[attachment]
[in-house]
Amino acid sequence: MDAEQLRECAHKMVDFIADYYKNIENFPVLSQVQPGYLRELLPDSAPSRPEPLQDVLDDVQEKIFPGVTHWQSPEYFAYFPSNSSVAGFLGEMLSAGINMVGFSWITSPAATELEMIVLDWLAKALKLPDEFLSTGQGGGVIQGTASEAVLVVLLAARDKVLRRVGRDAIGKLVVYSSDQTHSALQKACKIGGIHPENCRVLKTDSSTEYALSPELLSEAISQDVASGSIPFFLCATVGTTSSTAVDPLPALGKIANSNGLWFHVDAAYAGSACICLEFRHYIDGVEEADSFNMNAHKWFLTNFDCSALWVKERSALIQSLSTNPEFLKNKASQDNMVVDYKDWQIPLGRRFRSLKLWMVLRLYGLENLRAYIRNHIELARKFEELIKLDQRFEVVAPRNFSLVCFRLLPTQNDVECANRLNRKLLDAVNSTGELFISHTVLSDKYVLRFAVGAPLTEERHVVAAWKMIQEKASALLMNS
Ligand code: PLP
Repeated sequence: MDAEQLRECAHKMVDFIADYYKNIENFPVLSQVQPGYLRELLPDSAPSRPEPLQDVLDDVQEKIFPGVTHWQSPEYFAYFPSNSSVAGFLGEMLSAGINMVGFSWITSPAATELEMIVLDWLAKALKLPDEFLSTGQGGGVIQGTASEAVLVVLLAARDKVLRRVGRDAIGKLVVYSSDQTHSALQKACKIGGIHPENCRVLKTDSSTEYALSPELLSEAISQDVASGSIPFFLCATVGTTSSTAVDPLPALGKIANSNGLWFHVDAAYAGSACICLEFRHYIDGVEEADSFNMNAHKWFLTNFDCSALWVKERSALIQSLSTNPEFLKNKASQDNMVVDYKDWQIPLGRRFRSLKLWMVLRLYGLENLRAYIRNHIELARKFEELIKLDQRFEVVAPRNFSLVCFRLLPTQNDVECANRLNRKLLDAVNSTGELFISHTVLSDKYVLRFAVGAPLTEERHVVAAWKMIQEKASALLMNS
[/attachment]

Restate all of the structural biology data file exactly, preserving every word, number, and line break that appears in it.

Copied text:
[in-house]
Amino acid sequence: MDAEQLRECAHKMVDFIADYYKNIENFPVLSQVQPGYLRELLPDSAPSRPEPLQDVLDDVQEKIFPGVTHWQSPEYFAYFPSNSSVAGFLGEMLSAGINMVGFSWITSPAATELEMIVLDWLAKALKLPDEFLSTGQGGGVIQGTASEAVLVVLLAARDKVLRRVGRDAIGKLVVYSSDQTHSALQKACKIGGIHPENCRVLKTDSSTEYALSPELLSEAISQDVASGSIPFFLCATVGTTSSTAVDPLPALGKIANSNGLWFHVDAAYAGSACICLEFRHYIDGVEEADSFNMNAHKWFLTNFDCSALWVKERSALIQSLSTNPEFLKNKASQDNMVVDYKDWQIPLGRRFRSLKLWMVLRLYGLENLRAYIRNHIELARKFEELIKLDQRFEVVAPRNFSLVCFRLLPTQNDVECANRLNRKLLDAVNSTGELFISHTVLSDKYVLRFAVGAPLTEERHVVAAWKMIQEKASALLMNS
Ligand code: PLP
Repeated sequence: MDAEQLRECAHKMVDFIADYYKNIENFPVLSQVQPGYLRELLPDSAPSRPEPLQDVLDDVQEKIFPGVTHWQSPEYFAYFPSNSSVAGFLGEMLSAGINMVGFSWITSPAATELEMIVLDWLAKALKLPDEFLSTGQGGGVIQGTASEAVLVVLLAARDKVLRRVGRDAIGKLVVYSSDQTHSALQKACKIGGIHPENCRVLKTDSSTEYALSPELLSEAISQDVASGSIPFFLCATVGTTSSTAVDPLPALGKIANSNGLWFHVDAAYAGSACICLEFRHYIDGVEEADSFNMNAHKWFLTNFDCSALWVKERSALIQSLSTNPEFLKNKASQDNMVVDYKDWQIPLGRRFRSLKLWMVLRLYGLENLRAYIRNHIELARKFEELIKLDQRFEVVAPRNFSLVCFRLLPTQNDVECANRLNRKLLDAVNSTGELFISHTVLSDKYVLRFAVGAPLTEERHVVAAWKMIQEKASALLMNS